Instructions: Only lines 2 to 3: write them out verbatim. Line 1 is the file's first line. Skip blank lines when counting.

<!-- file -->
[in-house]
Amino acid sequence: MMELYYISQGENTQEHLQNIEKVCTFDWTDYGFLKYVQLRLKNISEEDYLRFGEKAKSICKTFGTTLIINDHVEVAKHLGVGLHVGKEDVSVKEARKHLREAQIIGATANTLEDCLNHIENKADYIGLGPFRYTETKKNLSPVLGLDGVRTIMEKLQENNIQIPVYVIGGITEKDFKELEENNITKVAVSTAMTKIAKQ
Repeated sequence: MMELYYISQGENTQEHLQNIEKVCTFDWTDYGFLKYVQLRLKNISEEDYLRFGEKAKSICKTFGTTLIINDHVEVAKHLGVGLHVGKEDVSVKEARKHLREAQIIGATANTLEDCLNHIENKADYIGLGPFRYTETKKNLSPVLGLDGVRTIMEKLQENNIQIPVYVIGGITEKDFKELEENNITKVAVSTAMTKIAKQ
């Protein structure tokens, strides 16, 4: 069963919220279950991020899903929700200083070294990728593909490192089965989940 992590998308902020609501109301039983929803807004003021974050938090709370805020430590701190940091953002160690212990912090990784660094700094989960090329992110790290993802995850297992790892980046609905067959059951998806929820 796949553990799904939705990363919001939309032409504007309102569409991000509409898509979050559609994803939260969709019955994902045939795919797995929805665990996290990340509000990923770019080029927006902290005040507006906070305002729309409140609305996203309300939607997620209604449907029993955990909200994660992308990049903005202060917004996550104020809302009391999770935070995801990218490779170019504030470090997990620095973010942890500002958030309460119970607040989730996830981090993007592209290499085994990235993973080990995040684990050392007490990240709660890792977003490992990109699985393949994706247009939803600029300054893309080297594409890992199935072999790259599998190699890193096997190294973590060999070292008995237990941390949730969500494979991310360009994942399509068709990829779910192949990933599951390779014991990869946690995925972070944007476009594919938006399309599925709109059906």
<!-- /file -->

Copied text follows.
Amino acid sequence: MMELYYISQGENTQEHLQNIEKVCTFDWTDYGFLKYVQLRLKNISEEDYLRFGEKAKSICKTFGTTLIINDHVEVAKHLGVGLHVGKEDVSVKEARKHLREAQIIGATANTLEDCLNHIENKADYIGLGPFRYTETKKNLSPVLGLDGVRTIMEKLQENNIQIPVYVIGGITEKDFKELEENNITKVAVSTAMTKIAKQ
Repeated sequence: MMELYYISQGENTQEHLQNIEKVCTFDWTDYGFLKYVQLRLKNISEEDYLRFGEKAKSICKTFGTTLIINDHVEVAKHLGVGLHVGKEDVSVKEARKHLREAQIIGATANTLEDCLNHIENKADYIGLGPFRYTETKKNLSPVLGLDGVRTIMEKLQENNIQIPVYVIGGITEKDFKELEENNITKVAVSTAMTKIAKQ